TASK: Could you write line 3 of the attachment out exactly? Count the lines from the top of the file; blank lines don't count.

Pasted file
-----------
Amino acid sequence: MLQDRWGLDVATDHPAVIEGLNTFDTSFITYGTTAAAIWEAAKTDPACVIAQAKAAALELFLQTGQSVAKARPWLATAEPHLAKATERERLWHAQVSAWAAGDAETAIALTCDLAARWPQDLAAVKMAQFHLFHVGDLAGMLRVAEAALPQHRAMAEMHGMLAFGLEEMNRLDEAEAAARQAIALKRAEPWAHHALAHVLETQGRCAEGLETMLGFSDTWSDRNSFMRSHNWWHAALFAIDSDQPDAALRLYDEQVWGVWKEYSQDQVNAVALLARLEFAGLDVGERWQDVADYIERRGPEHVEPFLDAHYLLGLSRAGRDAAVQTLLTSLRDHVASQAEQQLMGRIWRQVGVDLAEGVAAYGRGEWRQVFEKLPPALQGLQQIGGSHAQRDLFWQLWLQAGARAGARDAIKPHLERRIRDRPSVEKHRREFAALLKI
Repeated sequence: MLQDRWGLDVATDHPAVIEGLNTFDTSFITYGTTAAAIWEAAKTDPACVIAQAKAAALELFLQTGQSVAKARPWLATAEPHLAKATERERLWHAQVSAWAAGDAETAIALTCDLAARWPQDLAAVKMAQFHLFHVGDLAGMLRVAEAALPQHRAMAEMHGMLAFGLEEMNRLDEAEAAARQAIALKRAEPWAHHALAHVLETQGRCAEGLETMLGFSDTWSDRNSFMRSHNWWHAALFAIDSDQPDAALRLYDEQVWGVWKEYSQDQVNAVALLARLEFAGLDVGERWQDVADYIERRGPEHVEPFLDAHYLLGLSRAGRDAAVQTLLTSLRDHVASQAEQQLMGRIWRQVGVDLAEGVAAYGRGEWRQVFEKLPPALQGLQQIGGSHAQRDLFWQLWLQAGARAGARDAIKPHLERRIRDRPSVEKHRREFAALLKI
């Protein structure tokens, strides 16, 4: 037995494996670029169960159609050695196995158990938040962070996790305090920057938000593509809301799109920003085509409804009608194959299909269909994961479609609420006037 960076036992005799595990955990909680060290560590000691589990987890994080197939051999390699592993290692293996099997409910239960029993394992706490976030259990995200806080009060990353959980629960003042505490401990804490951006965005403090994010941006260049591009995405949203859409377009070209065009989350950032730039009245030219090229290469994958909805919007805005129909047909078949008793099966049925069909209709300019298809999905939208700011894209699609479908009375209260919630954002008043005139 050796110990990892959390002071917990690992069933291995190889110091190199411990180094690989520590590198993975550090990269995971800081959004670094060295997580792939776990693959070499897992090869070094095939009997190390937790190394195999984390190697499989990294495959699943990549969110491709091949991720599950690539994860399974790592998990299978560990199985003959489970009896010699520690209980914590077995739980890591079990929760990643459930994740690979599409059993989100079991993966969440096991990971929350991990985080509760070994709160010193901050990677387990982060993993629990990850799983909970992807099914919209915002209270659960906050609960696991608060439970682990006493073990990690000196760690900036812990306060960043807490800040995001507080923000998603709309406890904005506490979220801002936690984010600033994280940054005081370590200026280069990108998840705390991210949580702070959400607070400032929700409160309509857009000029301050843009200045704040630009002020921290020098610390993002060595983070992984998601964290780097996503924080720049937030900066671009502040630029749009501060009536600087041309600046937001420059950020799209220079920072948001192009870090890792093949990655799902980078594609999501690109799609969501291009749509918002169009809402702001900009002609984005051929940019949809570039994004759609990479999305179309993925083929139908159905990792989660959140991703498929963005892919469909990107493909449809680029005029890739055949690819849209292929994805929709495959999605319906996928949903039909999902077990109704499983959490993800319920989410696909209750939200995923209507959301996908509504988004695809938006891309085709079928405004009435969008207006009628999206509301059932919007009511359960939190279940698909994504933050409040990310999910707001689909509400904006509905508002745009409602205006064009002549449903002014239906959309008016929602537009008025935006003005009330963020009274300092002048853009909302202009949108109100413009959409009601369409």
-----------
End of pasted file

């Protein structure tokens, strides 16, 4: 037995494996670029169960159609050695196995158990938040962070996790305090920057938000593509809301799109920003085509409804009608194959299909269909994961479609609420006037 960076036992005799595990955990909680060290560590000691589990987890994080197939051999390699592993290692293996099997409910239960029993394992706490976030259990995200806080009060990353959980629960003042505490401990804490951006965005403090994010941006260049591009995405949203859409377009070209065009989350950032730039009245030219090229290469994958909805919007805005129909047909078949008793099966049925069909209709300019298809999905939208700011894209699609479908009375209260919630954002008043005139 050796110990990892959390002071917990690992069933291995190889110091190199411990180094690989520590590198993975550090990269995971800081959004670094060295997580792939776990693959070499897992090869070094095939009997190390937790190394195999984390190697499989990294495959699943990549969110491709091949991720599950690539994860399974790592998990299978560990199985003959489970009896010699520690209980914590077995739980890591079990929760990643459930994740690979599409059993989100079991993966969440096991990971929350991990985080509760070994709160010193901050990677387990982060993993629990990850799983909970992807099914919209915002209270659960906050609960696991608060439970682990006493073990990690000196760690900036812990306060960043807490800040995001507080923000998603709309406890904005506490979220801002936690984010600033994280940054005081370590200026280069990108998840705390991210949580702070959400607070400032929700409160309509857009000029301050843009200045704040630009002020921290020098610390993002060595983070992984998601964290780097996503924080720049937030900066671009502040630029749009501060009536600087041309600046937001420059950020799209220079920072948001192009870090890792093949990655799902980078594609999501690109799609969501291009749509918002169009809402702001900009002609984005051929940019949809570039994004759609990479999305179309993925083929139908159905990792989660959140991703498929963005892919469909990107493909449809680029005029890739055949690819849209292929994805929709495959999605319906996928949903039909999902077990109704499983959490993800319920989410696909209750939200995923209507959301996908509504988004695809938006891309085709079928405004009435969008207006009628999206509301059932919007009511359960939190279940698909994504933050409040990310999910707001689909509400904006509905508002745009409602205006064009002549449903002014239906959309008016929602537009008025935006003005009330963020009274300092002048853009909302202009949108109100413009959409009601369409």